Health insurance coverage is a vital concern for all of us, rich and poor. Without it, our life savings would be fully exposed to the soaring costs of medical treatment. Fortunately, most of us have coverage through our jobs. But what if employment is terminated?

There are federal and state laws guaranteeing continued coverage under an employer health plan following termination. If the plan has at least 20 employees, entitlement is defined under the federal Consolidated Omnibus Budget Reconciliation Act of 1986, otherwise known as COBRA. If the plan has fewer than 20 employees, entitlement is defined under Kentucky law. Though these laws are substantially similar, there are some noted differences.

Under COBRA, anyone in an employer’s health plan is entitled to continued coverage under that plan for 18 months following termination, regardless of who initiates the termination. The one exception is if a person is fired for gross misconduct.

If a spouse and dependents are members under the employer’s plan, they’re entitled to the same coverage. The coverage extends to 36 months if the employee dies or gets divorced. COBRA also affords extended coverage for disabled workers, dependents who come of age and employees who become eligible for Medicare.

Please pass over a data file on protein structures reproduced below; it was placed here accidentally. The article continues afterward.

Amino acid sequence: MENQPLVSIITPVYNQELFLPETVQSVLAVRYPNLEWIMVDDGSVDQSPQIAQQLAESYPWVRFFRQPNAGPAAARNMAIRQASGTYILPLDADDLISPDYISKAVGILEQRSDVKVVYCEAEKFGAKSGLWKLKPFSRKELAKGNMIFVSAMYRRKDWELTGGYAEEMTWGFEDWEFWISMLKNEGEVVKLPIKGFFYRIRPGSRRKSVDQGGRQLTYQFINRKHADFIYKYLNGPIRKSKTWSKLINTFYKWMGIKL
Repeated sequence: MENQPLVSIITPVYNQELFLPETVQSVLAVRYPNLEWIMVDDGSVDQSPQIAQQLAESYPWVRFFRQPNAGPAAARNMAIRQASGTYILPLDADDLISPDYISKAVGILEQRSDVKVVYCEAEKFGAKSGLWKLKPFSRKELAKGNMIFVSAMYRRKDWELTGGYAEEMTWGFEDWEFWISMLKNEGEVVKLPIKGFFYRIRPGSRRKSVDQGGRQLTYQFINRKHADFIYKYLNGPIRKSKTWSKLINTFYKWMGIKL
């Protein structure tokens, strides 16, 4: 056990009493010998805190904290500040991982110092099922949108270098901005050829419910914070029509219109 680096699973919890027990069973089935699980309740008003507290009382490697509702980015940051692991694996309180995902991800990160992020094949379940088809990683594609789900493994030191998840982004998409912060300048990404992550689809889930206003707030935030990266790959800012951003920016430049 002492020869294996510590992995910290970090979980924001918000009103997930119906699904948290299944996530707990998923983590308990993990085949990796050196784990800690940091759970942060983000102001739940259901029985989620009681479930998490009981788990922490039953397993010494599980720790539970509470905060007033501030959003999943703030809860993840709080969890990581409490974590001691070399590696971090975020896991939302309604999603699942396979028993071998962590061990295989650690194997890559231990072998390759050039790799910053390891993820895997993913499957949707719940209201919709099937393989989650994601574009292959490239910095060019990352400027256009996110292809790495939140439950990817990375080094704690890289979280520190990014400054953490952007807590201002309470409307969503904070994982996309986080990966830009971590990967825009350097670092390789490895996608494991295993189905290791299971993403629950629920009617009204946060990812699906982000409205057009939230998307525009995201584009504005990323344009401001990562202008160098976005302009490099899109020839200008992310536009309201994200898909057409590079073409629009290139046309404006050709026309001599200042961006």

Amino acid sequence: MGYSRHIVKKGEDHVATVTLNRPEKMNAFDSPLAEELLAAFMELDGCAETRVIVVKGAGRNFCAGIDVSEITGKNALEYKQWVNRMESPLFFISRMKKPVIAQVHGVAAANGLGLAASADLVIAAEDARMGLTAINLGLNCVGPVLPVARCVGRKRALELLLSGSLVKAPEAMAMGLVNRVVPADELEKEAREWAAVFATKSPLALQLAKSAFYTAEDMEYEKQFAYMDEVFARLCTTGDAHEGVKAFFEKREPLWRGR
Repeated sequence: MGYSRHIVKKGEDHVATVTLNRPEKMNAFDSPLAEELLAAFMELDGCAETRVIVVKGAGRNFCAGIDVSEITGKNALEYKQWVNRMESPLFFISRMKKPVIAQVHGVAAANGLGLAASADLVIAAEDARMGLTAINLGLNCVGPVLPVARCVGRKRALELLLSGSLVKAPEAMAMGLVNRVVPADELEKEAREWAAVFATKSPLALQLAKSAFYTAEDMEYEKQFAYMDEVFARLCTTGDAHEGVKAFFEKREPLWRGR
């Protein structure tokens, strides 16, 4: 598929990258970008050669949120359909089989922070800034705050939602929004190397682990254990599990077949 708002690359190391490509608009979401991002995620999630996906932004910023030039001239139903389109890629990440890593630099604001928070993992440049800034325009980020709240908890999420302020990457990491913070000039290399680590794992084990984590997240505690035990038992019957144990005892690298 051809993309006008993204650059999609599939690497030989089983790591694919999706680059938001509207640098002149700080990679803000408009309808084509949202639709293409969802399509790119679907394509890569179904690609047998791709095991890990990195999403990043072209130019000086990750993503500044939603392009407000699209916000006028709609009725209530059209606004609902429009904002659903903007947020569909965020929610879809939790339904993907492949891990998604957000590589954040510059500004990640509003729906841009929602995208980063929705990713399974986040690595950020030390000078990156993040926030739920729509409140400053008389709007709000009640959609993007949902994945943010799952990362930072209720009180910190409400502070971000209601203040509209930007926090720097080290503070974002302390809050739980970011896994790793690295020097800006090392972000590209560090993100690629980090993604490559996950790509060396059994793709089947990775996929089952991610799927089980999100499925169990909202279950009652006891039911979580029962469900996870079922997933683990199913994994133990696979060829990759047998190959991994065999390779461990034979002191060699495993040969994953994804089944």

People must elect continued coverage under COBRA, and the process is simple. A health plan administrator must send notice within 14 days of the termination, and the worker has 60 days to respond in writing whether or not to continue the insurance. Failure to respond on time results in forfeiture.

A displaced worker must continue paying premiums, but his employer isn’t required to contribute anything. The worker may also be required to pay an administration fee of as much as 2 percent of the premium. If the process takes several months, the first payment equals two monthly premiums.

Having paid, a person is entitled to the same benefits as before but also is subject to plan changes. If the employer stops the plan, the coverage ends.

Entitlements and procedure under Kentucky law are a bit different than under COBRA. Under state law:
n Continued coverage comes through a separate policy instead of the employer’s health plan. The coverage is the same, but in many cases the premiums are higher.

– A person has only 31 days to elect continued coverage or forfeit that right.
Information: Consumer Guide to Getting and Keeping Health Insurance in Kentucky, found at



Printed in Four Rivers Business Journal (Paducah Sun), June 2008.